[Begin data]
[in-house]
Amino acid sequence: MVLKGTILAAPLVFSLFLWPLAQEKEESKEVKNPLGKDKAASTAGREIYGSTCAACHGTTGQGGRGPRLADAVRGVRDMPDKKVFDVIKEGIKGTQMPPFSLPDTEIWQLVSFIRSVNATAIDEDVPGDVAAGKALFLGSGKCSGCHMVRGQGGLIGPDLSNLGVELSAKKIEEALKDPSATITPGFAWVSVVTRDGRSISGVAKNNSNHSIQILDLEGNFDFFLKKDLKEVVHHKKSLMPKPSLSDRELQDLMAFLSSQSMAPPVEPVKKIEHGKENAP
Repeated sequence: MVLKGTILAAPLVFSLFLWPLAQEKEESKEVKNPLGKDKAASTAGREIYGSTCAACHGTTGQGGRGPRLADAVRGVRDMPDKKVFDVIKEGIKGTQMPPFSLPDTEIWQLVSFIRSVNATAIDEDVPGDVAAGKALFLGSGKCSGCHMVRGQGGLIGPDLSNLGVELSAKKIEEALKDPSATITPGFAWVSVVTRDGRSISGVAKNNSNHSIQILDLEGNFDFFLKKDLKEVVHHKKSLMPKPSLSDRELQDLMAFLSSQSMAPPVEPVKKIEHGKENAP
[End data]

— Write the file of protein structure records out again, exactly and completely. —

[in-house]
Amino acid sequence: MVLKGTILAAPLVFSLFLWPLAQEKEESKEVKNPLGKDKAASTAGREIYGSTCAACHGTTGQGGRGPRLADAVRGVRDMPDKKVFDVIKEGIKGTQMPPFSLPDTEIWQLVSFIRSVNATAIDEDVPGDVAAGKALFLGSGKCSGCHMVRGQGGLIGPDLSNLGVELSAKKIEEALKDPSATITPGFAWVSVVTRDGRSISGVAKNNSNHSIQILDLEGNFDFFLKKDLKEVVHHKKSLMPKPSLSDRELQDLMAFLSSQSMAPPVEPVKKIEHGKENAP
Repeated sequence: MVLKGTILAAPLVFSLFLWPLAQEKEESKEVKNPLGKDKAASTAGREIYGSTCAACHGTTGQGGRGPRLADAVRGVRDMPDKKVFDVIKEGIKGTQMPPFSLPDTEIWQLVSFIRSVNATAIDEDVPGDVAAGKALFLGSGKCSGCHMVRGQGGLIGPDLSNLGVELSAKKIEEALKDPSATITPGFAWVSVVTRDGRSISGVAKNNSNHSIQILDLEGNFDFFLKKDLKEVVHHKKSLMPKPSLSDRELQDLMAFLSSQSMAPPVEPVKKIEHGKENAP